-Indo-Aryan: Although many languages in this group are spoken in India, not all the languages of India are IE. Most of them are part of an unrelated language family called the Dravidian Family.
-Sanskrit; Hindi; Urdu; Bengali; Punjabi

Tocharian A; Tocharian B are the only languages in this group. They were spoken in the Xinjiang region of China. Both languages are now extinct... and they had very creative names :Þ

As we get closer to Modern English, the following languages will become more and more important. These are the groups that English interacted with greatly. Some of them left undeniable influences upon English:

The Celts were the original inhabitants of France and Britain. The Romans kicked them out of France and the Saxons kicked them off England. The surviving Celtic languages are endangered and spoken by few people in Ireland, Scotland and Wales.
-Welsh; Irish; Gaelic; Cornish; Breton

-Greek and Grecian dialects.

The Italic languages are probably the most famous langauges in the world.
-Umbrian; Oscan (both dead)
-Latin: French; Spanish; Portuguese; Italian; Romanian; Sardinian.

English technically belongs to this Family! I deliberately put 'Anglo-Saxon', not "English" under West-Germanic. This will become apparent as the series unfolds.
-East: Visigothic; Ostrogothic; Vandal (all dead)
-North: Icelandic; Danish; Swedish; Norwegian
-West: German; Dutch; Afrikaans; Frisian; Anglo-Saxon.

Here I add some reconstructed PIE words!
Notice the bolded similarities in the PIE root and the modern word. Phonological change can only obscure so much!

*-kʷe = [and] = Latin: -que \ Old Greek: -qe \ Sanskrit: ca

*(d)kmtóm = [100] = Latin: centum \ English: hundred \ Greek: hekatón

*(h)yêro = English: year \ Dutch: jaar \ Latin: hōrnus \ Slavonic: jara \ Avestan: yārə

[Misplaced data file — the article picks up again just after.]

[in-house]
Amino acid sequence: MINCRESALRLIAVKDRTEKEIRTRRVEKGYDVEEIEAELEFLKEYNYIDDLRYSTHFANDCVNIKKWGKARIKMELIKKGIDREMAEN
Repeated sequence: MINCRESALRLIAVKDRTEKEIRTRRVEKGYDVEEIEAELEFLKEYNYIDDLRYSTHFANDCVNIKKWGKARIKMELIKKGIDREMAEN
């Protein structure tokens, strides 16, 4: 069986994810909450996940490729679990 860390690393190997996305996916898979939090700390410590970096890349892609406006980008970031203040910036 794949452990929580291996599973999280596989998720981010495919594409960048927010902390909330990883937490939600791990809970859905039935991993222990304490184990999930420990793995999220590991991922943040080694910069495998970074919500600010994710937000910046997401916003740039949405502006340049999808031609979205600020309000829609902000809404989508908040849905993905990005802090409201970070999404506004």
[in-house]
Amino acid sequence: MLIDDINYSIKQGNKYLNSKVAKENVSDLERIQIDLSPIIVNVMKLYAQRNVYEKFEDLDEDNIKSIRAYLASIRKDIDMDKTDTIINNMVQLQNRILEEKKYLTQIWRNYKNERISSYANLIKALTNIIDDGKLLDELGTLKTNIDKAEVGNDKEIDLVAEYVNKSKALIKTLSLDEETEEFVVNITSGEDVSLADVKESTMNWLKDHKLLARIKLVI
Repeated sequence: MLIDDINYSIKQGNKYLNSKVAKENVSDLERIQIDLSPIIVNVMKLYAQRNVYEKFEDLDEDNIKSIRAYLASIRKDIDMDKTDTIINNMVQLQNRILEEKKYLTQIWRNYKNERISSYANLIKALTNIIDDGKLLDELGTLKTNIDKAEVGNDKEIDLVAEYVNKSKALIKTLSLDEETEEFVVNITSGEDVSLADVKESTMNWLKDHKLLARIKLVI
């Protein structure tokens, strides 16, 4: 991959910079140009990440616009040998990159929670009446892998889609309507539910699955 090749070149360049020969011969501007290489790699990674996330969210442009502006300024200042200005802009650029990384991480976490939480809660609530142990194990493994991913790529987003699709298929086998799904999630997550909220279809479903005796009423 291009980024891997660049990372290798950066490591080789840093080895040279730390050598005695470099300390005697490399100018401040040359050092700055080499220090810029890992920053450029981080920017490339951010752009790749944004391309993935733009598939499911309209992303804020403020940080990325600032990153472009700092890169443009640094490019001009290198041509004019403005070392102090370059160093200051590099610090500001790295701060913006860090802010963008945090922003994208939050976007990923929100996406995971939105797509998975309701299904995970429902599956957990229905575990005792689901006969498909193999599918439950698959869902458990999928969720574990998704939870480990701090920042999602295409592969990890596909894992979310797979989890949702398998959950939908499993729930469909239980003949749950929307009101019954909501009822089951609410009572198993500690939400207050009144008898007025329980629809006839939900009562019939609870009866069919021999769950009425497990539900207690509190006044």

*(s)ker- = [cut] = English: shear \ Lithuanian: skiriù \ Greek: keírô \ Norse: skort \ Hittite: kartai- Armenian: k'erem

next: the Germanic Family, and English's place therein.

Wednesday, August 11, 2010

"The Autopsy of Nelson Mandela" by Adam Hendricks

Many know of Nelson Mandela, fewer of his feats, and even fewer of what he did for South Africa as a nation. Nonetheless, even some of those who perceive themselves to be great thinkers have misunderstood the significance of this mortal and his influence.

Rolihlahla Mandela spent 67 years of his life fighting for the greater good of humanity. Twenty-seven of those years he spent in prison. He continues, to this day, to fight for humanity. Mandela is an international icon and an example to all true South Africans.

Yuill Damaso, however, clearly thinks otherwise. He crafted a sacrilegious painting depicting a deceased Nelson Mandela surrounded by select members of past and present parliament. This work was designed as a parody of Rembrandt's "The Anatomy Lecture of Dr. Nicholaes Tulp", but falls horribly short of the Dutch master's standards, albeit a 'work in progress'.

The work of Damaso sparked international outrage, supported by many South Africans. Damaso himself states that he does not apologise for the painting and that his message is for the government to wake up and see what life will be like without Mandela holding the nation together. As per usual, Damaso -like so many- has failed to comprehend the full consequences of his actions.

Most of this nation's population are people of colour. A large percentage of this sector of the public extol Mandela as he 'saved' them from Apartheid -when in fact he saved all South Africans because the country was on the verge of civil war nearing the end of Apartheid, and Mandela doused that flame. Therefore, many white citizens also realise that they live their peaceful lives, and most of them affluently, thanks in part to Mandela.

Furthermore, most of this country's population are uneducated and will not understand the underlying message of Damaso's work. Many of those still uneducated are people of colour who may still harbour resentment towards the previously privileged white population. All this painting accomplishes is stirring up fresh hatred between different races in our country -although, supposedly, this outcome was far from the artist's intentions.